Steve Mister, president and CEO of the Council for Responsible Nutrition (CRN), looked forward to FDA offering guidance on information that companies should include in an NDI notification. He referenced NDI submissions that are rejected by FDA for obvious reasons, such as failure to sufficiently characterize the nature of the ingredient or failure to disclose the manufacturing process to confirm the ingredient can be made consistently.

“Things like that are things that the industry absolutely needs in a guidance so that we don’t have these rejections for silly reasons, [and] the industry understands going into the NDI notification process what’s expected in that submission," Mister said in a phone interview.

Chaffetz’s office did not immediately respond Thursday to a request for comment. Neither did the White House’s Office of Management and Budget, which must review the draft NDI guidance before it is published.

In writing to FDA earlier this year, Chaffetz reiterated his previous position that the 2011 guidance was inconsistent with the law.

Finally, Mister said the 2011 draft guidance reflects more than just a misunderstanding between FDA and the industry.

“It’s all in how you couch the gulf, the divide, between the industry and the agency," he said. “We saw it as more than just a, ‘Oh you weren’t being clear.’ We saw it as, ‘No, you got it wrong in some cases and so this is your chance to re-evaluate the position and come back and get it right.’"

Editor's note: Interested in learning more about what’s happening at FDA around dietary supplements? Join FDA’s Cara Welch, Ph.D., senior advisor in the Office of Dietary Supplement Programs, in the SupplySide West Featured Speaker session on Thursday, Oct. 6, at SupplySide West 2016.

About the Author(s)

Josh Long

Associate editorial director, Natural Products Insider, Informa Markets Health and Nutrition

Josh Long directs the online news, feature and op-ed coverage at Natural Products Insider, which targets the health and wellness industry. He has been reporting on developments in the dietary supplement industry for over a decade, with a focus on regulatory issues, including at the Food and Drug Administration.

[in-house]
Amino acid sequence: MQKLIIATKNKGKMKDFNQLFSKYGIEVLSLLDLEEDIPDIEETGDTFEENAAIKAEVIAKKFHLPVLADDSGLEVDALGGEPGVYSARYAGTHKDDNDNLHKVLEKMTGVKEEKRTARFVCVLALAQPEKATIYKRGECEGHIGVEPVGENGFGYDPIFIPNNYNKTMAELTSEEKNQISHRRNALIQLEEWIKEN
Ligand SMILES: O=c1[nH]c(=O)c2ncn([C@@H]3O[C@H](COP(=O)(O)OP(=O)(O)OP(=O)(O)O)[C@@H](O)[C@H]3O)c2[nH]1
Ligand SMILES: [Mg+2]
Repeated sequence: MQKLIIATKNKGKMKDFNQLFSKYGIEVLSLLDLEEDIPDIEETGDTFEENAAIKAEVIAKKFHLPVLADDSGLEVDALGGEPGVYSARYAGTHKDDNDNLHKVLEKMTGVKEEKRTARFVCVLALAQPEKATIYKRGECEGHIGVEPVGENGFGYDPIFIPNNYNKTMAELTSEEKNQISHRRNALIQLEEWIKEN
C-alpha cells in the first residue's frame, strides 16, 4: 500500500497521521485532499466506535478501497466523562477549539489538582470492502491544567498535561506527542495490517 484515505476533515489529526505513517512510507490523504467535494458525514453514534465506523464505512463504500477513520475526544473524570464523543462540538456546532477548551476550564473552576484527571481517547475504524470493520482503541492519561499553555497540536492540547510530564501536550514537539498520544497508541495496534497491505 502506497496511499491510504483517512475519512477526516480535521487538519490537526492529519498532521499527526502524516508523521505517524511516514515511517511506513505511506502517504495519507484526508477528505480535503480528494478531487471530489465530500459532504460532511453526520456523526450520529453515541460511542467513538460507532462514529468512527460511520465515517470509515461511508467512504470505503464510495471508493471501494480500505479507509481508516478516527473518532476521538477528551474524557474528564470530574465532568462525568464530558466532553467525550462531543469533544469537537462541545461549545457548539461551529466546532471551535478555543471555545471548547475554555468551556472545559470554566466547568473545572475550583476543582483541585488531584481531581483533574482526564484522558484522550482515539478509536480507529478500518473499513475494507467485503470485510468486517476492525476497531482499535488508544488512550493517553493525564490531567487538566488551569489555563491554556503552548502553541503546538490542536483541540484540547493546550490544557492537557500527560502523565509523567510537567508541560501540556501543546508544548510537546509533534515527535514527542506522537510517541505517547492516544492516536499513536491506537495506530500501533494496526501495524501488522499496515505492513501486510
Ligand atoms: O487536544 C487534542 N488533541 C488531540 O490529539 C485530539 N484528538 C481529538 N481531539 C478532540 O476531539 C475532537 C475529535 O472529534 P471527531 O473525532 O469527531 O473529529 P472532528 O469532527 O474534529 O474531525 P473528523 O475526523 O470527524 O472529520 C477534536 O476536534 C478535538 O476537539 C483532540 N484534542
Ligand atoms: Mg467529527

He has moderated and/or presented at industry trade shows, including SupplySide East, SupplySide West, Natural Products Expo West, NBJ Summit and the annual Dietary Supplement Regulatory Summit.

Connect with Josh on LinkedIn and ping him with story ideas at [email protected]

Education and previous experience

Josh majored in journalism and graduated from Arizona State University the same year "Jake the Snake" Plummer led the Sun Devils to the Rose Bowl against the Ohio State Buckeyes. He also holds a J.D. from the University of Wyoming College of Law, was admitted in 2008 to practice law in the state of Colorado and spent a year clerking for a state district court judge.

Over more than a quarter century, he’s written on various topics for newspapers and business-to-business publications – from the Yavapai in Arizona and a controversial plan for a nuclear-waste incinerator in Idaho to nuanced issues, including FDA enforcement of the Dietary Supplement Health and Education Act of 1994 (DSHEA).

Since the late 1990s, his articles have been published in a variety of media, including but not limited to, the Cape Cod Times (in Massachusetts), Sedona Red Rock News (in Arizona), Denver Post (in Colorado), Casper Star-Tribune (in Wyoming), now-defunct Jackson Hole Guide (in Wyoming), Colorado Lawyer (published by the Colorado Bar Association) and Nutrition Business Journal.